IAEA Director General in Portugal: Nuclear Cooperation and Saving Ocean

Portugal is a country that understands the importance of the ocean and is a constructive voice for multilateralism, IAEA Director General Rafael Mariano Grossi said in Lisbon this week. Mr Grossi visited Portugal’s capital for three days to speak with the country’s leaders – including the President and Foreign Minister – and to take part in the 2022 UN Ocean Conference held in the city.

Meeting with the country’s President Marcelo Rebelo de Sousa on Wednesday, Mr Grossi said Portugal was a valued IAEA partner and thanked the President for Portugal’s support to a wide range of IAEA activities, from the promotion of sustainable development in Lusophone countries and beyond, to nuclear non-proliferation.

In a meeting with João Cravinho, Portugal’s Minister of Foreign Affairs, Mr Grossi discussed the IAEA’s involvement in addressing ocean acidification and marine plastic pollution. He also thanked Portugal for its support to the Agency’s work on the safety and security at Ukraine’s nuclear sites.

“Portugal strongly supports urgent access of IAEA to the Zaporizhzhya nuclear installations, and to Iranian nuclear facilities,” Mr Cravinho said. The Minister described both situations as “currently very worrying.”

Oceans are at the forefront of climate change: they absorb 30 per cent of CO2 emissions, and the impact that’s having on oceans’ health is evident. We must act to save our oceans, and nuclear can help.

IAEA Director General Rafael Mariano Grossi met with Portugal’s President Marcelo Rebelo de Sousa. (Photo: D. Candano/IAEA)

In Lisbon, Mr Grossi also met with João Lourenço, the President of Angola, to discuss cooperation in improving access to cancer care. He welcomed the President’s plans to build a new oncology hospital and offered support through the IAEA’s Rays of Hope initiative.

The Director General spoke with other ministers, including Elvira Fortunato, Portugal’s Minister of Science, Technology and Higher Education, with whom he discussed improving the gender balance in science and technology subjects, and the IAEA’s Marie Sklodowska-Curie Fellowship Programme; Mangaliso Ndlovu, Zimbabwe’s Minister of Environment, Climate, Tourism and Hospitality Industry; and John Silk, Marshall Islands’ Minister of Natural Resources and Commerce.

Addressing ocean challenges at the UN conference

Mr Grossi joined international experts, ministers, scientists and global leaders at the UN Ocean Conference, and on Wednesday took part in the Conference’s interactive dialogue on minimizing and addressing ocean acidification, deoxygenation and ocean warming.

“Oceans are at the forefront of climate change: they absorb 30 per cent of CO2 emissions, and the impact that’s having on oceans’ health is evident,” Mr Grossi said. “We must act to save our oceans, and nuclear can help.” He explained how the IAEA’s laboratories in Monaco continue to be at the centre of global marine environment research, using nuclear techniques to study ocean acidification and, through the IAEA’s NUTEC Plastics initiative, helping countries address marine plastic pollution.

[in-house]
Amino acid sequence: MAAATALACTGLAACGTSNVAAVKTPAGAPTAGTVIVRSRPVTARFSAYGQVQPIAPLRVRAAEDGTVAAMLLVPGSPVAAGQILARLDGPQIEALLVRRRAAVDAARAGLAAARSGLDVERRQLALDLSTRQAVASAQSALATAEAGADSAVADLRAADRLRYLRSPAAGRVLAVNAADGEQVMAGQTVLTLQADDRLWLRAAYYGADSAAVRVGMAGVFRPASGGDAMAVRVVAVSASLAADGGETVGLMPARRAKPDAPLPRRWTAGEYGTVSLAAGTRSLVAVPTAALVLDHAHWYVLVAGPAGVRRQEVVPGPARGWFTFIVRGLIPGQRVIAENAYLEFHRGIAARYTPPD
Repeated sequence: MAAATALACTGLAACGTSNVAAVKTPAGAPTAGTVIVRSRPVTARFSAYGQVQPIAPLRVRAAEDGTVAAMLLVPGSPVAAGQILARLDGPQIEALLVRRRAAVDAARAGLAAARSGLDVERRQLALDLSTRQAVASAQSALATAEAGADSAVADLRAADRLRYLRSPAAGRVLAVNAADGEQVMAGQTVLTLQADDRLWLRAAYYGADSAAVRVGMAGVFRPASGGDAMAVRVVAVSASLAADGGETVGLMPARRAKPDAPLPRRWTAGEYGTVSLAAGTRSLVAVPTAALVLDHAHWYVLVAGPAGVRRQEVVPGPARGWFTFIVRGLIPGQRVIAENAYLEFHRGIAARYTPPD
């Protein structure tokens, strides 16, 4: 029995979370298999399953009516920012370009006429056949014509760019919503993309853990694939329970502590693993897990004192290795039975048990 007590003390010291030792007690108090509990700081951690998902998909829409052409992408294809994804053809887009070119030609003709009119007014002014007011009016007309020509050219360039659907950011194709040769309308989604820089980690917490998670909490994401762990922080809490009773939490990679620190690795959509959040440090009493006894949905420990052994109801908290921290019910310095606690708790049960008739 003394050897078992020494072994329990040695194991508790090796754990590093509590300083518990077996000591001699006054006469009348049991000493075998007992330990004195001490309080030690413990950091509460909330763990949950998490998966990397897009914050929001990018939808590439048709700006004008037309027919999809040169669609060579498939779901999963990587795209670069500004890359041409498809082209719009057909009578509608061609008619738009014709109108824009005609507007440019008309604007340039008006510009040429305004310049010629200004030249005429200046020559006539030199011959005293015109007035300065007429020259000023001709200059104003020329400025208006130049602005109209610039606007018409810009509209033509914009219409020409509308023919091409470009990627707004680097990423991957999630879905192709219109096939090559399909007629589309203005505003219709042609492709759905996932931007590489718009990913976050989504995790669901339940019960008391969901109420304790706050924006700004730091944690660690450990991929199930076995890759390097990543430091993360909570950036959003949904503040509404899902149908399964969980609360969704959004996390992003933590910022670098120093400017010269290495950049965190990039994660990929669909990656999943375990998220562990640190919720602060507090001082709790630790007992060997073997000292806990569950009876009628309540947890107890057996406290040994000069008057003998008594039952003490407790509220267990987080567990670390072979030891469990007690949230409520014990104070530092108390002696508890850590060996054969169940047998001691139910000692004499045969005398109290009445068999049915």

“We cannot solve the climate issue without solving the ocean issue, and we cannot solve the ocean issue without solving the climate issue,” said John Kerry, US Special Presidential Envoy for Climate and a co-chair of the dialogue. “This includes tackling issues like ocean acidification, warming and deoxygenation.” Mr Kerry said that the world needs to move away from coal and gas to cleaner energy sources on a wider, more global scale.

Fellow co-chair Matthew Samuda, Jamaica’s Minister without Portfolio in the Ministry of Economic Growth and Job Creation, said that in addressing ocean challenges there is a cooperation gap: “Greater partnerships are needed not just between countries but also other stakeholder groups. We must bring everyone on board. The UN system plays an indispensable role in the collection and dissemination of data,” he said.

Stephen Widdicombe, Deputy Chief Executive and Director of Science at Plymouth Marine Laboratory (PML) moderated the dialogue. He thanked the IAEA for its efforts in ocean acidification, particularly the Agency’s support to the Global Ocean Acidification Observing Network (GOA-ON), which Mr Widdicombe co-chairs. GOA-ON is an integrated, international research effort closely linked to, and supported by, the IAEA’s Ocean Acidification International Coordination Centre (OA-ICC) – a platform from which the IAEA organizes training courses; provides access to data and resources to advance ocean acidification research; promotes the development of data portals, standardized methodology and best practices, and raises awareness on the role nuclear and isotopic techniques can play in assessing ocean acidification impacts.

IAEA Director General Rafael Mariano Grossi was a panelist at the UN Ocean Conference’s interactive dialogue on ocean acidification, deoxygenation and ocean warming. (Photo: D. Candano/IAEA)

On Tuesday, the IAEA also held a side event at the Conference on marine plastic pollution and how international cooperation and partnerships across science and technology can build capacities and lead to systems innovation. Mr Grossi took part in the event, calling for a more enhanced global approach against plastic pollution that includes joint action and decision-making based on the latest and most innovative science available.

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